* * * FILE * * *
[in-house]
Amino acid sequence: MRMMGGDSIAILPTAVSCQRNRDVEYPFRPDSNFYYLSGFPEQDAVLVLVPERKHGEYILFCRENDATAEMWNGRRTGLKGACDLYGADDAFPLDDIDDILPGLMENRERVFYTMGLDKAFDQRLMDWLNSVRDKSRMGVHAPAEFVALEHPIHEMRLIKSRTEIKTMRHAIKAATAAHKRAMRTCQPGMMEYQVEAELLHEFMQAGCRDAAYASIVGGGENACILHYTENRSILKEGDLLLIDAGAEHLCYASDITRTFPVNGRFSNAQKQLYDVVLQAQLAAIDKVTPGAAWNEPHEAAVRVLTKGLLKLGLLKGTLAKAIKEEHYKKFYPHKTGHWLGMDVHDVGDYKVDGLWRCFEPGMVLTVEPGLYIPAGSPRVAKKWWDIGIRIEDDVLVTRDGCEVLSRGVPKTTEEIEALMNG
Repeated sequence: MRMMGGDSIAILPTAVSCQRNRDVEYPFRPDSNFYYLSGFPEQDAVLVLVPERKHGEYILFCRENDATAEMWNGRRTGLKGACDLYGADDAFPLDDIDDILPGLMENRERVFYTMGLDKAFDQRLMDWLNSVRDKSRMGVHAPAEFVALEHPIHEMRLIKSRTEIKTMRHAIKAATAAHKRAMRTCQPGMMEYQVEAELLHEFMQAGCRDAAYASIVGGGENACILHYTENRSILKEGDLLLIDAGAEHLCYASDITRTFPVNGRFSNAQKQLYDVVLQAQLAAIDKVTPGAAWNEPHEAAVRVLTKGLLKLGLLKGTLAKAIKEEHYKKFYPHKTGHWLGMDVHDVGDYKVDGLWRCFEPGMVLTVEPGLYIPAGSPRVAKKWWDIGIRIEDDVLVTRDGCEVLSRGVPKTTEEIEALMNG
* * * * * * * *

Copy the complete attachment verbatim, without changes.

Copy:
[in-house]
Amino acid sequence: MRMMGGDSIAILPTAVSCQRNRDVEYPFRPDSNFYYLSGFPEQDAVLVLVPERKHGEYILFCRENDATAEMWNGRRTGLKGACDLYGADDAFPLDDIDDILPGLMENRERVFYTMGLDKAFDQRLMDWLNSVRDKSRMGVHAPAEFVALEHPIHEMRLIKSRTEIKTMRHAIKAATAAHKRAMRTCQPGMMEYQVEAELLHEFMQAGCRDAAYASIVGGGENACILHYTENRSILKEGDLLLIDAGAEHLCYASDITRTFPVNGRFSNAQKQLYDVVLQAQLAAIDKVTPGAAWNEPHEAAVRVLTKGLLKLGLLKGTLAKAIKEEHYKKFYPHKTGHWLGMDVHDVGDYKVDGLWRCFEPGMVLTVEPGLYIPAGSPRVAKKWWDIGIRIEDDVLVTRDGCEVLSRGVPKTTEEIEALMNG
Repeated sequence: MRMMGGDSIAILPTAVSCQRNRDVEYPFRPDSNFYYLSGFPEQDAVLVLVPERKHGEYILFCRENDATAEMWNGRRTGLKGACDLYGADDAFPLDDIDDILPGLMENRERVFYTMGLDKAFDQRLMDWLNSVRDKSRMGVHAPAEFVALEHPIHEMRLIKSRTEIKTMRHAIKAATAAHKRAMRTCQPGMMEYQVEAELLHEFMQAGCRDAAYASIVGGGENACILHYTENRSILKEGDLLLIDAGAEHLCYASDITRTFPVNGRFSNAQKQLYDVVLQAQLAAIDKVTPGAAWNEPHEAAVRVLTKGLLKLGLLKGTLAKAIKEEHYKKFYPHKTGHWLGMDVHDVGDYKVDGLWRCFEPGMVLTVEPGLYIPAGSPRVAKKWWDIGIRIEDDVLVTRDGCEVLSRGVPKTTEEIEALMNG